Folketrygdfondet, the manager of the Norwegian and Nordic investment portion of the Norway’s sovereign wealth fund, says it is increasingly voting against proposals at annual general meetings (AGMs) on executive pay.
The Oslo-based organisation, which runs the Government Pension Fund Norway (GPFN) as well as the Government Bond Fund, said in a column in the publication Finansavisen – which it reproduced on its own website – that its voting was based on the principle that salaries and other remuneration to senior executives had to motivate long-term value creation.
Nils Bastiansen, Folketrygdfondet’s CIO for equities, and Ann Kristin Brautaset, deputy director equities, wrote in the column: “In 2020, we voted against the board’s proposal for executive pay in seven Norwegian and other Nordic companies, and we have reached the same number so far in 2021”.
Bastiansen separately told Finansavisen that there had been a somewhat growing trend over the years in the number of AGMs in which the firm voted against executive pay packages.
“And it is questions around executive pay that we most often vote against,” he said, according to a spokeswoman for Folketrygdfondet.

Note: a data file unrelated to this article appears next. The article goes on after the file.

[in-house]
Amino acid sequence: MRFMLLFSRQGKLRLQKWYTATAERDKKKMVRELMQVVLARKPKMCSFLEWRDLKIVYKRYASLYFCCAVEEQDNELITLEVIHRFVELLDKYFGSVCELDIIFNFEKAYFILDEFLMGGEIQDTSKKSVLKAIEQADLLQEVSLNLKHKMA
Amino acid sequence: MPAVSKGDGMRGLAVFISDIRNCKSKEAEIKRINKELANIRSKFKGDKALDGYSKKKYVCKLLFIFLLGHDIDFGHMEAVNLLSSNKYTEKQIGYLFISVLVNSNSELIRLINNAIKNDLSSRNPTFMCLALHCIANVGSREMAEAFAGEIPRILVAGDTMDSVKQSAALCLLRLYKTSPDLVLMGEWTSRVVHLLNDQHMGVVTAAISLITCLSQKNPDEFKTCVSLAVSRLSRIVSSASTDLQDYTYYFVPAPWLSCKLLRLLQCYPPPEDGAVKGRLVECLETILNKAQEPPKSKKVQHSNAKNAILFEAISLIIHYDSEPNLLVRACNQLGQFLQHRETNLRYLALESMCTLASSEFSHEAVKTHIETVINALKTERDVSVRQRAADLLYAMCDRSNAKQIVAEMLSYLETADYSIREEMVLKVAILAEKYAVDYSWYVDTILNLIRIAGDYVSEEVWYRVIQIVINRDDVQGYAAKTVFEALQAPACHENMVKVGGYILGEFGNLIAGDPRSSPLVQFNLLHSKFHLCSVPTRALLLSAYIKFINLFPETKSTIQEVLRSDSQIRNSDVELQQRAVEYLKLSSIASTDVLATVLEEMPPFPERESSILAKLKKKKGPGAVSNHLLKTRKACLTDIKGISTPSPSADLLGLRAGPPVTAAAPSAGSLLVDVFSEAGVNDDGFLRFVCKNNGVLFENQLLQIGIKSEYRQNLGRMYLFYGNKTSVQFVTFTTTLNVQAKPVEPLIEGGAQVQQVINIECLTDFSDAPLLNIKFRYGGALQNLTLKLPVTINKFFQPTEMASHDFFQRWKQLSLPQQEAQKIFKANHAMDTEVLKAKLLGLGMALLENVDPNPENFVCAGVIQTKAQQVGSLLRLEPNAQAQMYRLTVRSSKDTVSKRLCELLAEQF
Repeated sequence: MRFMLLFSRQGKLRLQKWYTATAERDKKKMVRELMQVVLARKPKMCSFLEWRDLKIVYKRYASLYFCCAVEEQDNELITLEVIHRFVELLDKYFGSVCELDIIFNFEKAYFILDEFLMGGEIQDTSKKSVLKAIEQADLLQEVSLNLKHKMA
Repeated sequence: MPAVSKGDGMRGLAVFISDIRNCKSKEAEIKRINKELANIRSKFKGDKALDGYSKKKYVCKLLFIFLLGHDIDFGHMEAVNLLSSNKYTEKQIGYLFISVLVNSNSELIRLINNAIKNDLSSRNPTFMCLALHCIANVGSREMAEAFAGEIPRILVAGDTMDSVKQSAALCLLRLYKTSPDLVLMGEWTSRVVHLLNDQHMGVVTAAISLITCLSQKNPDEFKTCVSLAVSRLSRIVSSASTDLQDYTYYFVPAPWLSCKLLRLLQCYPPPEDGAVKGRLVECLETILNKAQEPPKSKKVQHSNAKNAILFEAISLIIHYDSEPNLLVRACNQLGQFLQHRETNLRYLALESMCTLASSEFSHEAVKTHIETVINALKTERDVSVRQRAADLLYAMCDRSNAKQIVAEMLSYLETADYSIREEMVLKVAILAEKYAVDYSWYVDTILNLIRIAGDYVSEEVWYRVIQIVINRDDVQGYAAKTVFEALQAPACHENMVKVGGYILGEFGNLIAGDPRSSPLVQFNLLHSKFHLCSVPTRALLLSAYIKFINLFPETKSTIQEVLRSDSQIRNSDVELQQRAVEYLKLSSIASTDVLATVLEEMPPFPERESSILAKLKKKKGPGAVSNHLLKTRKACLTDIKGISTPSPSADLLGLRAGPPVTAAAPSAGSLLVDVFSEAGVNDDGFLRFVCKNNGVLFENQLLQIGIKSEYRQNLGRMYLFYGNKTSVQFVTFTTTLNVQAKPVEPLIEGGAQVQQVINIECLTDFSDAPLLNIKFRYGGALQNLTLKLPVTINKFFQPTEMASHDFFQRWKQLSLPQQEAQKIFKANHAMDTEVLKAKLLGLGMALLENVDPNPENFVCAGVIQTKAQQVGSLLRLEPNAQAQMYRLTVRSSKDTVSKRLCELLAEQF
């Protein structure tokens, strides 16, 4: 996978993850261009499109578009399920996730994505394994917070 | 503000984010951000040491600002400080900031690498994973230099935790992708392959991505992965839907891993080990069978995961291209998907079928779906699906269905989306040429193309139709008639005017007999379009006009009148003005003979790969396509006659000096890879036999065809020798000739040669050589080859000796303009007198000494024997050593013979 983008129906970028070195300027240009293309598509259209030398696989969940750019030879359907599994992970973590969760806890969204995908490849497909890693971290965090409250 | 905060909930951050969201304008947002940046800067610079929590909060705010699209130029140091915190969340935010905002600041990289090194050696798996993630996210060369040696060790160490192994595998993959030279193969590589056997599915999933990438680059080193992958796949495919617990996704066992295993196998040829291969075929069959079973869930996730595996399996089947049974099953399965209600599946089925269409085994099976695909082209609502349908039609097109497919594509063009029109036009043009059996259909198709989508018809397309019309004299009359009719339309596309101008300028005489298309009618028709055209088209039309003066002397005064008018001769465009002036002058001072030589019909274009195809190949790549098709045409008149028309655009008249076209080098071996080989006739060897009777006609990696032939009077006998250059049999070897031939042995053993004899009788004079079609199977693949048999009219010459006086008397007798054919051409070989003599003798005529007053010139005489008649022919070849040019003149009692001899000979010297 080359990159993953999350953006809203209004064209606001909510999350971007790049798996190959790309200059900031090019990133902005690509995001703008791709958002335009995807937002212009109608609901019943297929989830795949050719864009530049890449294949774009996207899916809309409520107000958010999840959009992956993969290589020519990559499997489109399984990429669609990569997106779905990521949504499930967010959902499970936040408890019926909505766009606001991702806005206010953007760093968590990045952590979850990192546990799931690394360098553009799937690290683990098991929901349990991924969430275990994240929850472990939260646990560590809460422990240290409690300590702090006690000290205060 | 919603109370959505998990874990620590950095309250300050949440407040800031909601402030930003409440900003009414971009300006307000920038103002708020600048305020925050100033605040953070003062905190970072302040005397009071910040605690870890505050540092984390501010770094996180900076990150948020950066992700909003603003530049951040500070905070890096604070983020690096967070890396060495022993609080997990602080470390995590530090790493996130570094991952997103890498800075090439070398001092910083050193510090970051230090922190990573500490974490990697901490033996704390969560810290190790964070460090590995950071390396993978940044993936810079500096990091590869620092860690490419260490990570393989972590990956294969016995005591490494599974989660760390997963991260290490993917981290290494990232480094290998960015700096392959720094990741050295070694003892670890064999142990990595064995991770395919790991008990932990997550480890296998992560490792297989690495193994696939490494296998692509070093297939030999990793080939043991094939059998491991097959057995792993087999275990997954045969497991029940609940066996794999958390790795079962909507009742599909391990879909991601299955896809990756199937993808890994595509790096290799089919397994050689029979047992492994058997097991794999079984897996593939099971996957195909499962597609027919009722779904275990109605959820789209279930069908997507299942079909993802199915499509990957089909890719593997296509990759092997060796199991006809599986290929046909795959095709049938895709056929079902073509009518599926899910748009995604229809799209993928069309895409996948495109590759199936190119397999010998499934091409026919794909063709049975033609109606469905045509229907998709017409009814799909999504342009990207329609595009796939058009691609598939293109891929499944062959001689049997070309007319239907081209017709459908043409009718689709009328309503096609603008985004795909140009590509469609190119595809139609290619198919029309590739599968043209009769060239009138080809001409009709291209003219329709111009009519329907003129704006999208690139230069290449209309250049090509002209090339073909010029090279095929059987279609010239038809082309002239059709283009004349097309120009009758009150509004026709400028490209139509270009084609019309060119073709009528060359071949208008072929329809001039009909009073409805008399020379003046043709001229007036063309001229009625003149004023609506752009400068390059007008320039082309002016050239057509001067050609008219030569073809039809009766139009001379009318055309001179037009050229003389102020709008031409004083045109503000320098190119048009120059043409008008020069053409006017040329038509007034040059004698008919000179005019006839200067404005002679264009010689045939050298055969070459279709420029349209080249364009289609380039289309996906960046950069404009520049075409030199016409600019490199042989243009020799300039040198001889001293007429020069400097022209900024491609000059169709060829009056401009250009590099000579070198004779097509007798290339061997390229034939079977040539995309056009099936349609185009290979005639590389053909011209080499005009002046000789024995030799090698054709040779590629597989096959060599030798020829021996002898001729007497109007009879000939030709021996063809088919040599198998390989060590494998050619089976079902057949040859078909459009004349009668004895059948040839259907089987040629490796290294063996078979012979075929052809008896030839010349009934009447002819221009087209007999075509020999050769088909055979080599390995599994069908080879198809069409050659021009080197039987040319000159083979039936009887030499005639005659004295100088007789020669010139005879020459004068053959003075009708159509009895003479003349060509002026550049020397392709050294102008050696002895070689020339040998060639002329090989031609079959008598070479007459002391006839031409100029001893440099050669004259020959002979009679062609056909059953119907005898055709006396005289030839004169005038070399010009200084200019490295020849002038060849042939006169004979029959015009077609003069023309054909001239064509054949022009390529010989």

The GPFN owns 11.2% of the capital included in the Oslo Stock Exchange’s main index.
In the column, Bastiansen and Brautaset said it was the board’s responsibility to establish guidelines on salaries and other remuneration for senior executives.
“Folketrygdfondet expects that the total scope of salaries and remuneration will not involve an unreasonable transfer of values from shareholders to senior executives,” the pair wrote, adding that a maximum ceiling should be set for the incentive-based part of the wage scheme.
Guidelines on salaries and remuneration should be designed to contribute positively to the company’s strategy and value development over time, they said.
“A significant proportion of the total annual remuneration to senior executives should be paid in the form of shares with long-term commitment,” the pair wrote.
In April, Folketrygdfondet voted against an item on the agenda at Lundin Energy’s AGM on “extraordinary awards” to the Stockholm-listed firm’s chief executive officer Alex Schneiter.
On its website, the GPFN manager said in its rationale for the voting decision that it was “skeptical [sic] of any type of extra bonus that rewards individuals for actions that we view as intrinsic to an executive’s duties without any explanation of the rationale to justify such a bonus payment”.
Later that month, it voted against the remuneration report on the agenda of Intrum’s AGM, saying among other things that regarding the Swedish credit management firm’s decision to adjust certain target levels due to the impact of COVID-19, it viewed discretionary adjustments as indicating “a lack of resolve on the part of the board to put incentive awards truly ‘at risk’, especially when a compelling discussion of the adjustments is not provided”.